How to do pipeline forensics, DFIR, or just find files quickly with Recon

How to do pipeline forensics, DFIR, or just find files quickly with Recon

Nov 19, 2022·

4 min read

Recon is an open source tool built in Rust 🊀, with great performance and ergonomics for finding files.

You might want to:

  • Run some validations or checks in your pipeline — for example, not producing binary files while building Javascript,
  • Or you might want to run a digital forensics task on a specific host looking for a specific malware.
  • Or, you might want to have a swiss-army knife for locating files using SQL.

Check out the Github repo here.

Key Features

  • Query with SQL over files — find files using the full power of SQL queries
  • Find content with digests — use SHA256/512, md5, crc32 for duplicates, and other matchers for nontrivial matches to locate artifacts on hosts
  • Find malware or binaries with YARA — use YARA rules for matching against binary files efficiently
  • Finetune your search runtime — you can choose only the processing you need in order to cover more files quickly
  • Build your own scripts — pipe recon results to your own scripts with --xargs
  • Export — use --csv or --json, or upload recon.db to your own servers for analysis

Getting Recon

Recon is free and open source. For macOS:

$ brew tap rusty-ferris-club/tap && brew install recon

Otherwise, grab a release from releases and run recon --help:

$ recon --help  
SQL over files with security processing and tests  

Usage: recon \[OPTIONS\]  

  -c, --config <CONFIG\_FILE>  Point to a configuration  
  -r, --root <ROOT>           Target folder to scan  
  -q, --query <SQL>           Query with SQL  
  -f, --file <DB\_FILE>        Use a specific DB file (file or :memory: for in memory) \[default: recon.db\]  
  -d, --delete                Clear data: delete existing cache database before running  
  -u, --update                Always walk files and update DB before query. Leave off to run query on existing recon.db.  
  -a, --all                   Walk all files (dont consider .gitignore)  
      --no-progress           Don't display progress bars  
  -m, --inmem                 Don't cache index to disk, run in-memory only  
      --xargs                 Output as xargs formatted list  
      --json                  Output as JSON  
      --csv                   Output as CSV  
      --no-style              Output as a table with no styles  
      --fail-some             Exit code failure if \*some\* files are found  
      --fail-none             Exit code failure if \*no\* files are found  
      --verbose               Show logs  
  -h, --help                  Print help information  
  -V, --version               Print version information

A better ‘find’

Do you remember all of the arguments to find? Me neither. Recon simplifies finding files by letting you use SQL:

$ recon -q "select path,mode,uid from files where ext='rs'"  
│ path                       │ mode       │ uid │  
│ ./xtask/src/        │ -rw-rw-r-- │ 501 │  
│ ./recon/tests/cli\ │ -rw-r--r-- │ 501 │  
│ ./recon/src/          │ -rw-r--r-- │ 501 │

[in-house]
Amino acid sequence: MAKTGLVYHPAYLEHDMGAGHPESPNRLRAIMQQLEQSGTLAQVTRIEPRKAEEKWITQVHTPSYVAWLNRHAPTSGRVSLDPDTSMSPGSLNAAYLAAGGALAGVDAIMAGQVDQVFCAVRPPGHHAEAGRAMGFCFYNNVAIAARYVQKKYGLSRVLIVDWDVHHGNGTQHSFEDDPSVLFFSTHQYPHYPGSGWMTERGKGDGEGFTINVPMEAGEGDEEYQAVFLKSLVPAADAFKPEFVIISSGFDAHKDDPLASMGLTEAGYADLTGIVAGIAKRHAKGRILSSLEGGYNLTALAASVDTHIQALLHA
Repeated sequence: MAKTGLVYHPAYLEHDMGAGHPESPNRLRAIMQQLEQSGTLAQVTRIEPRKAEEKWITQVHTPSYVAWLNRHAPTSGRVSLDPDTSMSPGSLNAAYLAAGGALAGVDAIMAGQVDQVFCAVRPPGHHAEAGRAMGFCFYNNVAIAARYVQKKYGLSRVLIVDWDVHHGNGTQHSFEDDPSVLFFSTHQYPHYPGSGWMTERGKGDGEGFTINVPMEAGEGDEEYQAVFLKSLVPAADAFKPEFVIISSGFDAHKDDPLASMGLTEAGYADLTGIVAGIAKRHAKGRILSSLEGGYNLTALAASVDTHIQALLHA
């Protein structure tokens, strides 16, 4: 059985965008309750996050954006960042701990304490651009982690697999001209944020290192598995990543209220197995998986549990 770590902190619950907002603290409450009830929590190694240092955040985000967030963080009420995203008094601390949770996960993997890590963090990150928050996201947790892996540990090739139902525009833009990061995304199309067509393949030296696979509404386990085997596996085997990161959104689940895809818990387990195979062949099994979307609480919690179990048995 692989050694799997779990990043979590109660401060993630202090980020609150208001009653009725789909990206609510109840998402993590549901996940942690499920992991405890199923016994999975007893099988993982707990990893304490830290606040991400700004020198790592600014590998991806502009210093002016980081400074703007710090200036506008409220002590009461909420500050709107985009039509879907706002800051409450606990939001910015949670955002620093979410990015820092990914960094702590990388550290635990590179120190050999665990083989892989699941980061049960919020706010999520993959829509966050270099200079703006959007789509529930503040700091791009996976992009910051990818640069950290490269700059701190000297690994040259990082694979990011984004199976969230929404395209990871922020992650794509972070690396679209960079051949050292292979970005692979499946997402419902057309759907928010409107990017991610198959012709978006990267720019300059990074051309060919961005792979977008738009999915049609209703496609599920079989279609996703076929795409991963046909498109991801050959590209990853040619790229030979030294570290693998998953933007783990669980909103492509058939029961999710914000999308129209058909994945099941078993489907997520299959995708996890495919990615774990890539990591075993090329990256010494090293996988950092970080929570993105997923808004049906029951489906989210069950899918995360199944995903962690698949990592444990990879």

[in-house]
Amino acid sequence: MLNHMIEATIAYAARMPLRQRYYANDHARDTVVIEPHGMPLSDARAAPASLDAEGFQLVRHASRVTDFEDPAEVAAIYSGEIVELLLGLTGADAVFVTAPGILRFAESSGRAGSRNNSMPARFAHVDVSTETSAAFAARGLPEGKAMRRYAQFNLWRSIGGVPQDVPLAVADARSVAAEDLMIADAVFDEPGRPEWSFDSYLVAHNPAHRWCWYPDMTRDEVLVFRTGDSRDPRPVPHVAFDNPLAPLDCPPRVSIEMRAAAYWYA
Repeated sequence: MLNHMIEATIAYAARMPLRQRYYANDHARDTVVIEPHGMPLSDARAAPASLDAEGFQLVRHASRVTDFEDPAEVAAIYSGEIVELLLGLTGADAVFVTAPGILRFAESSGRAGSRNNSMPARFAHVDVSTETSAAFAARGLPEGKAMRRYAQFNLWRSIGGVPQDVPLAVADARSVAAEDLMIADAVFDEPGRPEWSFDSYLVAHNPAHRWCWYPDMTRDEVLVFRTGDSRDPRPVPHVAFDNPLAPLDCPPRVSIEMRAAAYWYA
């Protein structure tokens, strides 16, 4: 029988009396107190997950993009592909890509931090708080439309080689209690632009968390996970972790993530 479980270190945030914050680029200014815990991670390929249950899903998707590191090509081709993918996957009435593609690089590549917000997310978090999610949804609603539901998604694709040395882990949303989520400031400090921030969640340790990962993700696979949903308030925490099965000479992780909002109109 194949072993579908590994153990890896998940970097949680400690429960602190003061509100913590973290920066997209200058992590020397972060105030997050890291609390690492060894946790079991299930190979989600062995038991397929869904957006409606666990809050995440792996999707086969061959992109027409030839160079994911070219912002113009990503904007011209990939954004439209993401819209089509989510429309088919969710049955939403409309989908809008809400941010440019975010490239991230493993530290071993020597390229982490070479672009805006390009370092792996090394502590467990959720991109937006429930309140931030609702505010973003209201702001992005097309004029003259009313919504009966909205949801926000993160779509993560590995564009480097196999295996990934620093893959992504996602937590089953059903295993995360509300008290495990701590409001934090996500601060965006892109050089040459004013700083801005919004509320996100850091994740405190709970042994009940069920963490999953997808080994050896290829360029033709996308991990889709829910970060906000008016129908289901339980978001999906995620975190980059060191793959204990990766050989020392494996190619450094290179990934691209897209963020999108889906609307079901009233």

│ ./recon/src/         │ -rw-r--r-- │ 501 │  
│ ./recon/src/bin/   │ -rw-r--r-- │ 501 │  
│ ./recon/src/      │ -rw-r--r-- │ 501 │  
│ ./recon/src/         │ -rw-r--r-- │ 501 │  
│ ./recon/src/        │ -rw-r--r-- │ 501 │  
│ ./recon/src/  │ -rw-r--r-- │ 501 │  
│ ./recon/src/    │ -rw-r--r-- │ 501 │  
│ ./recon/src/    │ -rw-r--r-- │ 501 │  
11 of 233 files in 5.565875ms

How about doing something with the results with the usual xargs combo?

$ recon -q "select path from files where ext='rs'" --xargs | xargs echo  
./xtask/src/ ./recon/tests/cli\ ./recon/src/ ./recon/src/ ./recon/src/bin/ ./recon/src/ ./recon/src/ ./recon/src/ ./recon/src/ ./recon/src/ ./recon/src/

A powerful forensics tool

Recon can also be useful for security specialists trying to locate vunlerable binaries, or malware, and any other DFIR task at hand.

You can configure processors and matchers in case you need some compute-heavy data to be available for query or matching such as:

Let’s add binary detection. Create a configuration file called config.yaml:

    is\_binary: true

Did you know? The common way to detect if a file is binary, is to read a chunk of data from it (usually 1k bytes) and search for any non-text bytes in it. Largely: there’s no built-in OS metadata “flag” that indicates if a file is a binary file.

We can use -m to avoid saving any cache to disk.

$ recon -m -c config.yaml -q 'select path,is\_binary,mode from files limit 6'  
│ path          │ is\_binary │ mode       │  
│ ./       │ 0         │ -rw-r--r-- │  
│ ./      │ 0         │ -rw-r--r-- │  
│ ./bin/ │ 0         │ -rw-r--r-- │  
│ ./   │ 0         │ -rw-r--r-- │  
│ ./      │ 0         │ -rw-r--r-- │  
│ ./recon.db    │ 1         │ -rw-r--r-- │  
6 files in 145.81675ms

Exploring more

We have fully configured examples to explore and start from (open a PR to add your own!):

all-processors.yaml — Turn on all processors by default

custom-walking.yaml — Compute fields only for part of the walked directory tree

file-classes.yaml — Configure and classify your own file classes

find-log4shell.yaml — An example for finding the log4shell vulnerability using known digests

using-yara.yaml — Using a simple YARA ruleset for matching

Have a use case? want to contribute back? feel free to open a PR